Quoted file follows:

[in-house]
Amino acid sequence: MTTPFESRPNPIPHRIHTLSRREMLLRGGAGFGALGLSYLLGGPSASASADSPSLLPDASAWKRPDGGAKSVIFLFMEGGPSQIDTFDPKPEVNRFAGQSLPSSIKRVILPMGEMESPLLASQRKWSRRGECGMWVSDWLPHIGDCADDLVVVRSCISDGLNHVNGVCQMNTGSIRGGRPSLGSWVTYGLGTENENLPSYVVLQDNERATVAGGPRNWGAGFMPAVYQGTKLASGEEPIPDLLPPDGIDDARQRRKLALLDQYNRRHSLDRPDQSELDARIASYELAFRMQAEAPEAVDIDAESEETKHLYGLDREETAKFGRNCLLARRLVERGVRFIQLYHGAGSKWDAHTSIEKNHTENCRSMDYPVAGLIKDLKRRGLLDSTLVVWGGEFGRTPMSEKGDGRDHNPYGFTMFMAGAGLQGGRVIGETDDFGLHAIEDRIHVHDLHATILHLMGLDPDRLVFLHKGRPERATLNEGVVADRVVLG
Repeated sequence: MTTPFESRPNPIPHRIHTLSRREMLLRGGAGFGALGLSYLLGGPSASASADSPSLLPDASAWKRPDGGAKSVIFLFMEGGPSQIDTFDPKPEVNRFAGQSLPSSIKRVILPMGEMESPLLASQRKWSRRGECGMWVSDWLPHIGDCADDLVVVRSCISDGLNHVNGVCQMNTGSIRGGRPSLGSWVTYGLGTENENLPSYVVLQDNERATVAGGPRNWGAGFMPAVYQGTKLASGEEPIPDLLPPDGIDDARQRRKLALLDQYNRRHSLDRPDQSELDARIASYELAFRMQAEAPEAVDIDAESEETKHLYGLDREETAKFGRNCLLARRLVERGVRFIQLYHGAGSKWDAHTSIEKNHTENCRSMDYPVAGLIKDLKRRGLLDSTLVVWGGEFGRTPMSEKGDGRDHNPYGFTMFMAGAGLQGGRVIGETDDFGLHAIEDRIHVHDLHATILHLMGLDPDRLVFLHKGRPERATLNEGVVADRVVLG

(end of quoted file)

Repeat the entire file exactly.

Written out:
[in-house]
Amino acid sequence: MTTPFESRPNPIPHRIHTLSRREMLLRGGAGFGALGLSYLLGGPSASASADSPSLLPDASAWKRPDGGAKSVIFLFMEGGPSQIDTFDPKPEVNRFAGQSLPSSIKRVILPMGEMESPLLASQRKWSRRGECGMWVSDWLPHIGDCADDLVVVRSCISDGLNHVNGVCQMNTGSIRGGRPSLGSWVTYGLGTENENLPSYVVLQDNERATVAGGPRNWGAGFMPAVYQGTKLASGEEPIPDLLPPDGIDDARQRRKLALLDQYNRRHSLDRPDQSELDARIASYELAFRMQAEAPEAVDIDAESEETKHLYGLDREETAKFGRNCLLARRLVERGVRFIQLYHGAGSKWDAHTSIEKNHTENCRSMDYPVAGLIKDLKRRGLLDSTLVVWGGEFGRTPMSEKGDGRDHNPYGFTMFMAGAGLQGGRVIGETDDFGLHAIEDRIHVHDLHATILHLMGLDPDRLVFLHKGRPERATLNEGVVADRVVLG
Repeated sequence: MTTPFESRPNPIPHRIHTLSRREMLLRGGAGFGALGLSYLLGGPSASASADSPSLLPDASAWKRPDGGAKSVIFLFMEGGPSQIDTFDPKPEVNRFAGQSLPSSIKRVILPMGEMESPLLASQRKWSRRGECGMWVSDWLPHIGDCADDLVVVRSCISDGLNHVNGVCQMNTGSIRGGRPSLGSWVTYGLGTENENLPSYVVLQDNERATVAGGPRNWGAGFMPAVYQGTKLASGEEPIPDLLPPDGIDDARQRRKLALLDQYNRRHSLDRPDQSELDARIASYELAFRMQAEAPEAVDIDAESEETKHLYGLDREETAKFGRNCLLARRLVERGVRFIQLYHGAGSKWDAHTSIEKNHTENCRSMDYPVAGLIKDLKRRGLLDSTLVVWGGEFGRTPMSEKGDGRDHNPYGFTMFMAGAGLQGGRVIGETDDFGLHAIEDRIHVHDLHATILHLMGLDPDRLVFLHKGRPERATLNEGVVADRVVLG